M.S. I/O Alumna Shines as Outstanding AlumKnight
In February, Kristin Chase, ’03, was presented the Outstanding AlumKnights Award by the UCF College of Sciences Alumni Chapter and the UCF Psychology Department at the inaugural awards reception. The honor was based on her dedication to the UCF community and accomplishments in the field of psychology.
After graduating with her master’s degree in industrial/organizational psychology from UCF in 2003, Chase became PHR certified in December 2011, and SHRM-CP certified in February 2015.
Chase currently serves as the director of organizational development for Universal Orlando. She has contributed to Universal for 12 years through consulting and leading employee feedback surveys, performance and talent management, leadership development, mentoring, employee research and facilitation, team effectiveness, and much more.
Chase gives back to her alma mater as a psychology alumna in many ways, such as speaking to the student chapter of SHRM (Society for HR Management) and serving on alumni graduate panels for the psychology program.
In addition, she is also actively developing herself professionally as a member of the Advisory Board for the Greater Orlando Organization Development (GOOD) Network and serves her community through her volunteer work as 2014/15 PTO President for the Montessori of Winter Garden Charter School.
“Striving for continuous growth and development in every aspect of life is key. Find your strengths and let them pull you towards new heights through focusing your energy on the right things at the right time,” said Chase.
Chase was recently interviewed by the UCF Psychology Department to discuss her job, how UCF’s Industrial/Organizational (I/O) Master’s Program helped prepare her, and advice for current students.
What sparked your interest in organizational development?
In high school I took a psychology class and loved it, but realized I didn’t want to go the traditional clinical or counseling route. I took an independent study course in industrial organizational psychology at Stetson University, and realized it focused on figuring out why people do what they do and motivating them at work! As I networked with friends during grad school who were already employed, I learned that the organizational development was the most closely matched field that had several large employers with dedicated departments. By doing an internship with Orange County Government in their personnel testing area focused on selection and assessment, I was able to experience the industrial side of industrial organizational psychology, and wanted to expand to be in more of what I would call an “Organizational Development Generalist” role.
How would you sell organizational development to current industrial/organizational masters students who might be interested in the field?
Organizational development is one of the most common department functions that exist with a direct connection to I/O psychology. This function tends to be fairly broad in scope and enable a wide variety of learning experiences that span the scope of both “I” and “O.” When you are an OD practitioner, there is often a focus on consulting within the organization, thus allowing you to directly translate your skills and knowledge from school and learn how to apply them and meet the needs of leaders and employees. There is significant potential for visibility and impact at both the individual, team, and organization level.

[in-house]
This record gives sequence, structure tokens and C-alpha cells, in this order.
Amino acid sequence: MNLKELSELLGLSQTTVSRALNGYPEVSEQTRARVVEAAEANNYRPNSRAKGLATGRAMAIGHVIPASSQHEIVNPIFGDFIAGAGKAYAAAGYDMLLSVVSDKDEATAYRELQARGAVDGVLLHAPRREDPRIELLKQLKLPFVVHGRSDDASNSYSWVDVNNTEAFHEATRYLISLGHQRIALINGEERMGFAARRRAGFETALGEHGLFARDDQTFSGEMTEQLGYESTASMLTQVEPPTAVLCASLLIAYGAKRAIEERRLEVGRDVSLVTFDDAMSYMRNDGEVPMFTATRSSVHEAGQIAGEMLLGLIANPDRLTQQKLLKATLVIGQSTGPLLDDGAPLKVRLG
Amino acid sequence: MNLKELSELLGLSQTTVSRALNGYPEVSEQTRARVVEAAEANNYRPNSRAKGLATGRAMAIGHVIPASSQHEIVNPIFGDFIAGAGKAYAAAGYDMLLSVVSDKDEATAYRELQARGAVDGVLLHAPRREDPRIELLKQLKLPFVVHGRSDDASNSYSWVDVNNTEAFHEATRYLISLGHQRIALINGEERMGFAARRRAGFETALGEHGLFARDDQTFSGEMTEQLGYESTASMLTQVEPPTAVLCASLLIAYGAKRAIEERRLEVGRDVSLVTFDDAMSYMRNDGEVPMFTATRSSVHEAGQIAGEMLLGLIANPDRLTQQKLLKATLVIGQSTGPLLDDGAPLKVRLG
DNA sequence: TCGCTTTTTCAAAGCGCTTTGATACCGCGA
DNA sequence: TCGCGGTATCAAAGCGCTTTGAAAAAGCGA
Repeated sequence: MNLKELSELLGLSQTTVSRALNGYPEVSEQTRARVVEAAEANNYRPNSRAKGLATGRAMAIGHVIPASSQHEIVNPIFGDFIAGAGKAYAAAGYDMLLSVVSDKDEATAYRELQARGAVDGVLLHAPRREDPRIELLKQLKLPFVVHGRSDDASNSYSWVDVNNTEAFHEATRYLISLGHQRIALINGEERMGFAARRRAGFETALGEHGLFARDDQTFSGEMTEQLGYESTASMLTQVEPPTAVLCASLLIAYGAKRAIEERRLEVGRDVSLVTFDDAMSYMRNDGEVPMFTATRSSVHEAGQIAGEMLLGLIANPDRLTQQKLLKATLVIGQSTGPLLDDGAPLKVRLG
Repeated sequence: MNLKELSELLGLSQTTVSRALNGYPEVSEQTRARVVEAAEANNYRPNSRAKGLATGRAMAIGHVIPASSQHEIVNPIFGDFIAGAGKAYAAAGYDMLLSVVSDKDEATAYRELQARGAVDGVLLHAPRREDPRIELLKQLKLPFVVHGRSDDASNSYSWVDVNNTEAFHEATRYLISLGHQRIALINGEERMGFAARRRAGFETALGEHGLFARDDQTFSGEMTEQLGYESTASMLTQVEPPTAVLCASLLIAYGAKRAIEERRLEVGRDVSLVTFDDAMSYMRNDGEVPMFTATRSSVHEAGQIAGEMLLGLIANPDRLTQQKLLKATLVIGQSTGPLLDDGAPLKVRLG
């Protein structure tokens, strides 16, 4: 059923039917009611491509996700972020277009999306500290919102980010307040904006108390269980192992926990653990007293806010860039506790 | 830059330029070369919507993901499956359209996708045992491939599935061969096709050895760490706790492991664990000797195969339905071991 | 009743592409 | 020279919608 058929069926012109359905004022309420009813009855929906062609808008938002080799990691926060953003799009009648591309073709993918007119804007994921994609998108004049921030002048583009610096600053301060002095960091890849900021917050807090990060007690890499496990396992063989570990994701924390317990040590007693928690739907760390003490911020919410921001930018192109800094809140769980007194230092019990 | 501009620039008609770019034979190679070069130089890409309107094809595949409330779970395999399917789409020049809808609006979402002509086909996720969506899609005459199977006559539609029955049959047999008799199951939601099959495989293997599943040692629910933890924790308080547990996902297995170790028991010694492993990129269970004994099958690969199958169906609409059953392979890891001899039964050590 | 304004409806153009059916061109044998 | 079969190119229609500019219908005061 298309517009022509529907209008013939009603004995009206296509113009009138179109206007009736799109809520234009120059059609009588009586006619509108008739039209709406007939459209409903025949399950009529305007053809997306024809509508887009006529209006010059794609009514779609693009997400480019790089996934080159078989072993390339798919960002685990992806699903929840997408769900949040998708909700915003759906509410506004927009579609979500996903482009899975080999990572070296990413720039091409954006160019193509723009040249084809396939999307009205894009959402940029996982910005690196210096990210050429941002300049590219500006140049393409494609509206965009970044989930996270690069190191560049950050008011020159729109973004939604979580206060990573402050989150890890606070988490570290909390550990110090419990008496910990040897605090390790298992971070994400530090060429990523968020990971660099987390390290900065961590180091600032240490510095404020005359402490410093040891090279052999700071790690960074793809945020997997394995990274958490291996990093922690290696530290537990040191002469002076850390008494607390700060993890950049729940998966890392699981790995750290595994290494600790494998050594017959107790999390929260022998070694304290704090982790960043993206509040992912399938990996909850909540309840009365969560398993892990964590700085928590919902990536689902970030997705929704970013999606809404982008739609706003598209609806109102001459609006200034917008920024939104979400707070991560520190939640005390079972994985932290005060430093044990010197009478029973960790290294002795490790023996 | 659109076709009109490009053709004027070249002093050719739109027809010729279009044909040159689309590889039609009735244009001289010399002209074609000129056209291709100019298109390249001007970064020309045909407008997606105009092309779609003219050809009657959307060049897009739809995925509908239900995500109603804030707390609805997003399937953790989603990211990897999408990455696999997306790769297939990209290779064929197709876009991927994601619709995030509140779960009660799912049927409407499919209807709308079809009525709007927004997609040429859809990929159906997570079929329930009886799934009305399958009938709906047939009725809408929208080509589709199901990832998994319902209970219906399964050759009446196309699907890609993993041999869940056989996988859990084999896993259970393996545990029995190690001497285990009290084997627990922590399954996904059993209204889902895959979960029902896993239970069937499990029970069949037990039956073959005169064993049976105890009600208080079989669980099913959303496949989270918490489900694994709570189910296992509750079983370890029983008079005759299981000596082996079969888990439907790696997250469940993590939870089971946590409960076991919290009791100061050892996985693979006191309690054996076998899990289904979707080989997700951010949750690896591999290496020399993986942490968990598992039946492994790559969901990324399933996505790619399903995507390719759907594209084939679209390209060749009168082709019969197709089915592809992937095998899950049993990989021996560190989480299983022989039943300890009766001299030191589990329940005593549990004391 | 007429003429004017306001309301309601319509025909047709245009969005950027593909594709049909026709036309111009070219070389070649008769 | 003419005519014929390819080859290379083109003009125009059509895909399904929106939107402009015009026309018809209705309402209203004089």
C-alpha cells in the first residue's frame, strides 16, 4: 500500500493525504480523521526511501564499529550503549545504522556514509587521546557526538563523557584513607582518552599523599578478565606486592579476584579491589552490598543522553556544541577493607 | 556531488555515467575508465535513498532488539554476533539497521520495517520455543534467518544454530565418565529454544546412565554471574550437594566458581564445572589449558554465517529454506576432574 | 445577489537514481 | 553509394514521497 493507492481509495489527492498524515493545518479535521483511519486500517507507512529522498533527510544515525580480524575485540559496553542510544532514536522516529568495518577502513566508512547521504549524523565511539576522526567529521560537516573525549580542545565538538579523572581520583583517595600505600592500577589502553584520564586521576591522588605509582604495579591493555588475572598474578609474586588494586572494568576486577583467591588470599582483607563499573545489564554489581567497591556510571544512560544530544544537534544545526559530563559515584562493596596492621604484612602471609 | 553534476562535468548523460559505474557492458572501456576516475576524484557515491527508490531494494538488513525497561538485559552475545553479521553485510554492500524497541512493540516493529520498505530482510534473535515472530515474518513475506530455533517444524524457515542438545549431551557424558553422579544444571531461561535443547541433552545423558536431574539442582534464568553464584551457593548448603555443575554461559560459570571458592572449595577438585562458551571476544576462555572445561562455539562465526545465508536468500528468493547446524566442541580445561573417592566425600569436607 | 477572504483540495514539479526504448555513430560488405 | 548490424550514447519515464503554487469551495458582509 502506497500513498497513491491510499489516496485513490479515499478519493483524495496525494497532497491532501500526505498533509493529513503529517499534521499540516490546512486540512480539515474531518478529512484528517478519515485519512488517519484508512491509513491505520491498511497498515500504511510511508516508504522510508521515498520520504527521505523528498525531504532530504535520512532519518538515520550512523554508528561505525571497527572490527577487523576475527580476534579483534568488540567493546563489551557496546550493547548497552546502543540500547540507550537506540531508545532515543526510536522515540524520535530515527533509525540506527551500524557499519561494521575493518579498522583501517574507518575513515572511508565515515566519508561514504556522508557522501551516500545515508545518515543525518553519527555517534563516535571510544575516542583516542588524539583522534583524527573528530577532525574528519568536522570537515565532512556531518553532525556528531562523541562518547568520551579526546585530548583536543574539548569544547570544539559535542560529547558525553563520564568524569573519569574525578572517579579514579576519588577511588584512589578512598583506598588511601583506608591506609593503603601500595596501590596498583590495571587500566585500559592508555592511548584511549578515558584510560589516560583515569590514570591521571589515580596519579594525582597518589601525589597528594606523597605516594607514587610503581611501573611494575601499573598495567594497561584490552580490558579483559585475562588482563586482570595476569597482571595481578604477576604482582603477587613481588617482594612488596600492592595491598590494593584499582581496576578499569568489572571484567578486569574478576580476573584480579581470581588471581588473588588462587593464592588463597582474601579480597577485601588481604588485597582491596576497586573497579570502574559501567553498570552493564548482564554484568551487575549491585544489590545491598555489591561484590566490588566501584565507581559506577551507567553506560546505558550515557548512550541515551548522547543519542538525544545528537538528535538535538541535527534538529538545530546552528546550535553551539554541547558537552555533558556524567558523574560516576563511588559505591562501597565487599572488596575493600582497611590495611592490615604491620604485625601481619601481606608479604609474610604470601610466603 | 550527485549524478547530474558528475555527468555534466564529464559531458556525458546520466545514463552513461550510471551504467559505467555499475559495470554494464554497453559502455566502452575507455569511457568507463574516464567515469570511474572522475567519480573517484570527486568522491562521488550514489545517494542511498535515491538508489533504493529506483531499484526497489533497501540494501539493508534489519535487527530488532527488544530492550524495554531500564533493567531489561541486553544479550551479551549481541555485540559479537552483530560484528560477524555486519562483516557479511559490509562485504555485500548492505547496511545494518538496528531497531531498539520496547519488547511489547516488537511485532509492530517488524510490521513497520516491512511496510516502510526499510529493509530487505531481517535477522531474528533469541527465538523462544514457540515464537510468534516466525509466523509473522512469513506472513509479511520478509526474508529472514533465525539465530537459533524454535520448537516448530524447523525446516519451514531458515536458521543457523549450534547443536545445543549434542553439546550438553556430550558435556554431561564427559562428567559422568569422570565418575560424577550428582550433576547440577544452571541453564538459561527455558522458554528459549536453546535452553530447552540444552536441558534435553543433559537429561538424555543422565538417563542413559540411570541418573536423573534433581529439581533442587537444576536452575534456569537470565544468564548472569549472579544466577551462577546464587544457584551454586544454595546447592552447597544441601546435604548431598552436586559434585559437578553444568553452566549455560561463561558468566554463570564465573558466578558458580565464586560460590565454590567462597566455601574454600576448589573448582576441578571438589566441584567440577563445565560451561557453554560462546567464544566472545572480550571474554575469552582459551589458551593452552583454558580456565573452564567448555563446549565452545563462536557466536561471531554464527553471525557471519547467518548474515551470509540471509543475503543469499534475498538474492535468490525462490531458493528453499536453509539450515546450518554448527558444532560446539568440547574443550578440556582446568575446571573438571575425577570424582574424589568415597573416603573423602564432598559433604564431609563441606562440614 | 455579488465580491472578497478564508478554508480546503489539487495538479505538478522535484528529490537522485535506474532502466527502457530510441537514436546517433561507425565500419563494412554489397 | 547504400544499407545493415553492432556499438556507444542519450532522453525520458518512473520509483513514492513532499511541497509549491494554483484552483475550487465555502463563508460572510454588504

How do you think the I/O master’s program helped prepare you for this role and work in general post-graduation?
Some of the classes I took such as statistics and organizational psychology built the roots of my knowledge “tree” that I continue to grow each day I’m on the job. Some of the textbooks remain on my shelf as a reference for when those tougher calls have to be made “by the book.” Overall, the discipline and focus of being a researcher that is instilled in almost every course, combined with the practical application of theories that is evident in classes such as assessment centers, helped me to build a solid foundation of analytical depth and pragmatism.
Another important skill that I developed in school is presenting findings and engaging audiences. I hone my presentation and facilitation skills almost every week as part of my current job working with everyone from hourly team members to senior executives at Universal Orlando.
What advice would you give current I/O Masters students looking for internships and full-time positions post-graduation?
“Analytical skills” are a really hot hiring and resume buzz phrase right now. To help assess this when I’m interviewing, I want to hear about specific experiences that demonstrate what you can do to mine data, identify trends and patterns, and help those not in I/O understand what it all means. When interviewing, be ready with detailed examples and come prepared with questions about the company and the position to help “self-assess” if it’s right for you. Seek a broad experience that will both allow you to dabble in different areas of OD, as well as dive deep into one or two specific areas. This will help you more quickly assess if you want to go down the path of “generalist” in I/O, OD, talent management, HR or similar areas, or hone in on one particular area of our field.
For those of you without “formal” work experience, highlight your volunteer work and extracurricular activities that demonstrate leadership as well as analytical potential. Determine how important it is to you to be part of a larger company versus work on your own in a more independent setting. And last but not least, remember to have fun and build lasting relationships with your co-workers so you have a network to call upon in the future!
Story by Sam Orelove
Co-authored by Julia Anderson